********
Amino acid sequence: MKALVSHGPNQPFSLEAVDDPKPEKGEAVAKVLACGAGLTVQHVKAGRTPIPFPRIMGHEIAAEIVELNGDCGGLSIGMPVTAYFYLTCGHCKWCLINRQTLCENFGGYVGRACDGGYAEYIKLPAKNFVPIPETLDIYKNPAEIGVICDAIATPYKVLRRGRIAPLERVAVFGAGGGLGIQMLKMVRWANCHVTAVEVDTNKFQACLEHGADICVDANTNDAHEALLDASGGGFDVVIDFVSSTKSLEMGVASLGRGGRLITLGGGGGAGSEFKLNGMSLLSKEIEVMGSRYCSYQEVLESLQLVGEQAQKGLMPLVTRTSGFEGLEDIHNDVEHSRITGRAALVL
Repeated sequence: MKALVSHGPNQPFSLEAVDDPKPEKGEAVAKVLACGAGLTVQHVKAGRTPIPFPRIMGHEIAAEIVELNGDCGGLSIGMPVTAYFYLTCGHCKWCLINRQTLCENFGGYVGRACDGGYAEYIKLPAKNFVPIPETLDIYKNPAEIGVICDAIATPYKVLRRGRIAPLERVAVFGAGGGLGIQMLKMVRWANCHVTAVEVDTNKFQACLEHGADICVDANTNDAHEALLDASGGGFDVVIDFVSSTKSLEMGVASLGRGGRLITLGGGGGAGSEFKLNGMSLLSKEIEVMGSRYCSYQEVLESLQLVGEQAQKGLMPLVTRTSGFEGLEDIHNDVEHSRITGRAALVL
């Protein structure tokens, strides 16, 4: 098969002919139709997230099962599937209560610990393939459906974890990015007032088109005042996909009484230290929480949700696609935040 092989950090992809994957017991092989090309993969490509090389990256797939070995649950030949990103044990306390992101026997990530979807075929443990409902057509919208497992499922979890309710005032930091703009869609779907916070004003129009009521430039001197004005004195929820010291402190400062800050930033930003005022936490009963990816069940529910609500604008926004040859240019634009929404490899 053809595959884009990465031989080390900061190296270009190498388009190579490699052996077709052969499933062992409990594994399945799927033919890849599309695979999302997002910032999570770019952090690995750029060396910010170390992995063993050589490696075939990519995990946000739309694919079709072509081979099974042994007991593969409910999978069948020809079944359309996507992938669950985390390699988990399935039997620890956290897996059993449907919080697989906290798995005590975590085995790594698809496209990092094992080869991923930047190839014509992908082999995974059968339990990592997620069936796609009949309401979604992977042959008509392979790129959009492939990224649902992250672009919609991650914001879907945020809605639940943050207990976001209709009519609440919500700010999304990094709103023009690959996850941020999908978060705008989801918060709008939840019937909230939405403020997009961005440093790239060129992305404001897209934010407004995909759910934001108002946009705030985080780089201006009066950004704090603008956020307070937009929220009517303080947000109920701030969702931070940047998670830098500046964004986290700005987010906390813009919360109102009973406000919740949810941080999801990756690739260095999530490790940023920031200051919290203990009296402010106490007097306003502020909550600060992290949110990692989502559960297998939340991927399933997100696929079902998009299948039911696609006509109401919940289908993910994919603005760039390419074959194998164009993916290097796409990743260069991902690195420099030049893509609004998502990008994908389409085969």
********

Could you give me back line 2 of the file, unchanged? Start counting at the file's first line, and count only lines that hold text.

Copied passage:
Repeated sequence: MKALVSHGPNQPFSLEAVDDPKPEKGEAVAKVLACGAGLTVQHVKAGRTPIPFPRIMGHEIAAEIVELNGDCGGLSIGMPVTAYFYLTCGHCKWCLINRQTLCENFGGYVGRACDGGYAEYIKLPAKNFVPIPETLDIYKNPAEIGVICDAIATPYKVLRRGRIAPLERVAVFGAGGGLGIQMLKMVRWANCHVTAVEVDTNKFQACLEHGADICVDANTNDAHEALLDASGGGFDVVIDFVSSTKSLEMGVASLGRGGRLITLGGGGGAGSEFKLNGMSLLSKEIEVMGSRYCSYQEVLESLQLVGEQAQKGLMPLVTRTSGFEGLEDIHNDVEHSRITGRAALVL